|Joan Fontaine, Laurence Olivier|
Above all, I think that Rebecca’s plotting needs appreciation as an instance of what the distinguished playwright Robert Sherwood - the film’s screenwriter - and Hitchcock came up with after many drafts, taking inspiration from du Maurier’s ‘prodigious imagination’ (White, p. 99). Granted, they draw on whatever they can get away with! For instance, it’s doubly convenient that an unknown woman’s body had been washed ashore soon after Rebecca had disappeared in her boat. Convenient for Maxim, who had killed her (probably), and for the screenplay! Equally, it’s convenient that when Rebecca’s boat is found at the bottom of the sea with holes in its planking, and her body still on board, the scene can be read as one of suicide. Convenient for Maxim and again for the story, too. (Presumably, the gash that must have been on Rebecca’s forehead is no longer apparent.) The very ambiguity that accompanies the sinking of the boat allows the screenplay to not actually say that Maxim had killed his wife: the American Legion of Decency rules for films decreed that a murderer could not get away with his crime, no matter how exonerating the circumstances. (There’s another choice line at the second inquest into Rebecca’s death: the boatbuilder Tabbs waits for a suitable moment in his evidence before saying, ‘And then there’s them ‘oles!’)
Finally, I’d like to pay tribute to producer David Selznick’s moderating influence on Hitchcock’s first Hollywood film. Selznick actually threw out its first treatment, which was written by Philip MacDonald and Joan Harrison under Hitchcock’s supervision. In one of his famous memos, Selznick wrote: ‘Dear Hitch. It is my unfortunate and distressing task to tell you that I am shocked and disappointed beyond words by the first [treatment]. I regard it as a distorted and vulgarized version of a provenly successful work, in which, for no reason that I can discern, old fashioned movie scenes have been substituted for the captivatingly charming du Maurier scenes.’ The treatment had begun by showing the characters on their way to Monte Carlo, including scenes of seasickness à la Champagne (1928) or perhaps Chaplin. Selznick thought these ‘cheap beyond words’ (that phrase again!), and called for a total rewrite. Such an imposition of discipline on England’s top director surely taught him a rigour that he never lost thereafter. Rebecca is plainly his first Hollywood masterpiece.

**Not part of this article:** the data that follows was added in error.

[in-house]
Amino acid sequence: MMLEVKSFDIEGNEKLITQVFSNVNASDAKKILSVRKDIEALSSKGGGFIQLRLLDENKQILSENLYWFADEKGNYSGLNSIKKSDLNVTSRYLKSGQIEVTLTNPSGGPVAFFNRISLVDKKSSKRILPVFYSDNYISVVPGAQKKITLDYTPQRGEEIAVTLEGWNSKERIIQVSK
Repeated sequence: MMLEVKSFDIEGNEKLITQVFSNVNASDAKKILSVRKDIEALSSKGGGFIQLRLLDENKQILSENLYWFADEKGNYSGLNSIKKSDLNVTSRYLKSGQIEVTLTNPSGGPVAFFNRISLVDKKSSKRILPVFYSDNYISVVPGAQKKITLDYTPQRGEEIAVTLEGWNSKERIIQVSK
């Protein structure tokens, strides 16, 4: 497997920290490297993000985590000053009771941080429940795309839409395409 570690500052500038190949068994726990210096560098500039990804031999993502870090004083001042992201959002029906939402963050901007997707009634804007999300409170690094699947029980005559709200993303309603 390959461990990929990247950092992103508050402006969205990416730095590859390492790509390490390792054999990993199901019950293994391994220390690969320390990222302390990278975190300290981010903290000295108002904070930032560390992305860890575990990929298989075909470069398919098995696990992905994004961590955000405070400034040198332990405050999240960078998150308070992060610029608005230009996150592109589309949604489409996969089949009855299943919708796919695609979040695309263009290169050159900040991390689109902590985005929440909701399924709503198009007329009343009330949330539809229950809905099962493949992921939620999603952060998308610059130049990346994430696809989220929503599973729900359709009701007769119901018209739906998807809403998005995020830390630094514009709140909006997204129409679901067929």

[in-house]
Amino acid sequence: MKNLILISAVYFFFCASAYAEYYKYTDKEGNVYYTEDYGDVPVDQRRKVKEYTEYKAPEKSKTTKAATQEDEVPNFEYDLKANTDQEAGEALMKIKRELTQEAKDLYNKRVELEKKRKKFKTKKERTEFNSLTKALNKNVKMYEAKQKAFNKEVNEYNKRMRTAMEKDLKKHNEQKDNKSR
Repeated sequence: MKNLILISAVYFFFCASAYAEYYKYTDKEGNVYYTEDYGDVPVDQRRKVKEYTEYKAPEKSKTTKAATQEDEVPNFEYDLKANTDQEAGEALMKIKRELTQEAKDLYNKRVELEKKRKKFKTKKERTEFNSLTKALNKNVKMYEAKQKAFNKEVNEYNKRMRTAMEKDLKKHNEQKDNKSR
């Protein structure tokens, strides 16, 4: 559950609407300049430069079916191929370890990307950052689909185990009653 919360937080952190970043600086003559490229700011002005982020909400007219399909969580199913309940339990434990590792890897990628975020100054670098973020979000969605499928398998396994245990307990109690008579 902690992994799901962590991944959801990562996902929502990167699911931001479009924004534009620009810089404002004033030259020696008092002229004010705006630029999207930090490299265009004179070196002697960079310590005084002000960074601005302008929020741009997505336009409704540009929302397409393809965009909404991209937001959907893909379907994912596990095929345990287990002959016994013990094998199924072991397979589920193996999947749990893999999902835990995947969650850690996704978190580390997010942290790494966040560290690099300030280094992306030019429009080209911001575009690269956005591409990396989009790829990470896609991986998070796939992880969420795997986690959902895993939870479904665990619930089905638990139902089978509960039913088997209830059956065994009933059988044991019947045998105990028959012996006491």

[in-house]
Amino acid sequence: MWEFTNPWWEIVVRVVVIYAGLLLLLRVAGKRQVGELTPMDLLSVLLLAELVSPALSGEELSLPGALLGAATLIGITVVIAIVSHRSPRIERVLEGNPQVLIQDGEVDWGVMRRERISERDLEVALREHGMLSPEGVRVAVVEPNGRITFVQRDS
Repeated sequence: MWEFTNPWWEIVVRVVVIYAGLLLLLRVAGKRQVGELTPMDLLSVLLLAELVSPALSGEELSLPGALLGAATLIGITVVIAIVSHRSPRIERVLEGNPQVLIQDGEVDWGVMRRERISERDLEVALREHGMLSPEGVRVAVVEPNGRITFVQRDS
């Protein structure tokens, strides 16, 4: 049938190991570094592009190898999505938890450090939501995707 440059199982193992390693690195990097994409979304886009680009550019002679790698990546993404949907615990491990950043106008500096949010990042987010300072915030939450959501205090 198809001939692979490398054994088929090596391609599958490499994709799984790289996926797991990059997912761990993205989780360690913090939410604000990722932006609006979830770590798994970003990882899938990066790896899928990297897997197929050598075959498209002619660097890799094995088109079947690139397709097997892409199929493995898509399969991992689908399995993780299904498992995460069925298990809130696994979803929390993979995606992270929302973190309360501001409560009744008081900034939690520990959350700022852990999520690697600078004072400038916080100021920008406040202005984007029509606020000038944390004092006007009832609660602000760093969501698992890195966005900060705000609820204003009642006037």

1. Author Charles Dickens also had many such grotesque characters in his novels, such as Miss Havisham in ‘Great Expectations’ who was jilted on her wedding day and has lived as a recluse ever since – although bringing up a beautiful waif, Estella, as a lure for male victims, who will fall in love with her only to find that she has been taught to be unresponsive, and thereby break their hearts!
2. When Selznick saw the rushes for the boathouse scene, he called them ‘wonderful’. For once, he seemed almost lost for words!
Ken Mogg has published widely on Hitchcock; his The Alfred Hitchcock Story(1999, revised 2008) covers every film 'in loving detail' (Bill Krohn, Cahiers du Cinéma). His recent writing includes a chapter on Topaz and (the script of) The Short Night in Hitchcock and the Cold War (Pace University Press, 2018), a chapter on Alfred Hitchcock Presents in Children, Youth, and American Television (Routledge, 2018), a chapter on "Hitchcock's Literary Influences" for A Companion to Alfred Hitchcock(Wiley Blackwell 2011, pb 2014), and an essay on "The Cutting Room" in 39 Steps to the Genius of Alfred Hitchcock (BFI, 2012). Ken has also written "Psycho Considerations" (2020), on the hitchcockmaster website if you click here.
Ken Mogg's email address is email@example.com